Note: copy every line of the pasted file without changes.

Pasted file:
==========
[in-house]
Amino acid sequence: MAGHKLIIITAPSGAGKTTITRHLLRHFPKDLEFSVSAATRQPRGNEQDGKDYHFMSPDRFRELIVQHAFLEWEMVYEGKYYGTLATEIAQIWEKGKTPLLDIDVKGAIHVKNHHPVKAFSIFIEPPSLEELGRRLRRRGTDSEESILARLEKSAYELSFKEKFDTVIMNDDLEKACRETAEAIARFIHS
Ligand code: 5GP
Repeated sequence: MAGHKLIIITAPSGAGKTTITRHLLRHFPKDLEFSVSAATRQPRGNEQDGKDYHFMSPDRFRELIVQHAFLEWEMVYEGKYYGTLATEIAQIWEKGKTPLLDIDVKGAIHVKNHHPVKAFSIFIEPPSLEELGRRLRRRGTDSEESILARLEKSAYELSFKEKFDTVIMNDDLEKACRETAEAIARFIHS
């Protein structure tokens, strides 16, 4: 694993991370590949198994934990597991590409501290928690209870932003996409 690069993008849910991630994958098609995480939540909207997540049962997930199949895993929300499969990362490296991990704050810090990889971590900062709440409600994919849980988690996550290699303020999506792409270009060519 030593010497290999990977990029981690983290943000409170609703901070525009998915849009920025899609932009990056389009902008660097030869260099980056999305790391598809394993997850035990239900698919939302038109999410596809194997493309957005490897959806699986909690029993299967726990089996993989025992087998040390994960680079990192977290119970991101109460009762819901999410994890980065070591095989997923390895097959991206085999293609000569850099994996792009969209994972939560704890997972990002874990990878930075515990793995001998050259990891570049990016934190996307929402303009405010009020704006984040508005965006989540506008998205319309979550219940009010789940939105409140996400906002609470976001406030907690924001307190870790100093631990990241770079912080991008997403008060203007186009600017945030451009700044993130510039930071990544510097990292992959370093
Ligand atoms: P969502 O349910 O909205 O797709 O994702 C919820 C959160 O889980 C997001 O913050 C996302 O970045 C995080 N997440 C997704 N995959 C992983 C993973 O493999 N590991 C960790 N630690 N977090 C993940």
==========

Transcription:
[in-house]
Amino acid sequence: MAGHKLIIITAPSGAGKTTITRHLLRHFPKDLEFSVSAATRQPRGNEQDGKDYHFMSPDRFRELIVQHAFLEWEMVYEGKYYGTLATEIAQIWEKGKTPLLDIDVKGAIHVKNHHPVKAFSIFIEPPSLEELGRRLRRRGTDSEESILARLEKSAYELSFKEKFDTVIMNDDLEKACRETAEAIARFIHS
Ligand code: 5GP
Repeated sequence: MAGHKLIIITAPSGAGKTTITRHLLRHFPKDLEFSVSAATRQPRGNEQDGKDYHFMSPDRFRELIVQHAFLEWEMVYEGKYYGTLATEIAQIWEKGKTPLLDIDVKGAIHVKNHHPVKAFSIFIEPPSLEELGRRLRRRGTDSEESILARLEKSAYELSFKEKFDTVIMNDDLEKACRETAEAIARFIHS
């Protein structure tokens, strides 16, 4: 694993991370590949198994934990597991590409501290928690209870932003996409 690069993008849910991630994958098609995480939540909207997540049962997930199949895993929300499969990362490296991990704050810090990889971590900062709440409600994919849980988690996550290699303020999506792409270009060519 030593010497290999990977990029981690983290943000409170609703901070525009998915849009920025899609932009990056389009902008660097030869260099980056999305790391598809394993997850035990239900698919939302038109999410596809194997493309957005490897959806699986909690029993299967726990089996993989025992087998040390994960680079990192977290119970991101109460009762819901999410994890980065070591095989997923390895097959991206085999293609000569850099994996792009969209994972939560704890997972990002874990990878930075515990793995001998050259990891570049990016934190996307929402303009405010009020704006984040508005965006989540506008998205319309979550219940009010789940939105409140996400906002609470976001406030907690924001307190870790100093631990990241770079912080991008997403008060203007186009600017945030451009700044993130510039930071990544510097990292992959370093
Ligand atoms: P969502 O349910 O909205 O797709 O994702 C919820 C959160 O889980 C997001 O913050 C996302 O970045 C995080 N997440 C997704 N995959 C992983 C993973 O493999 N590991 C960790 N630690 N977090 C993940």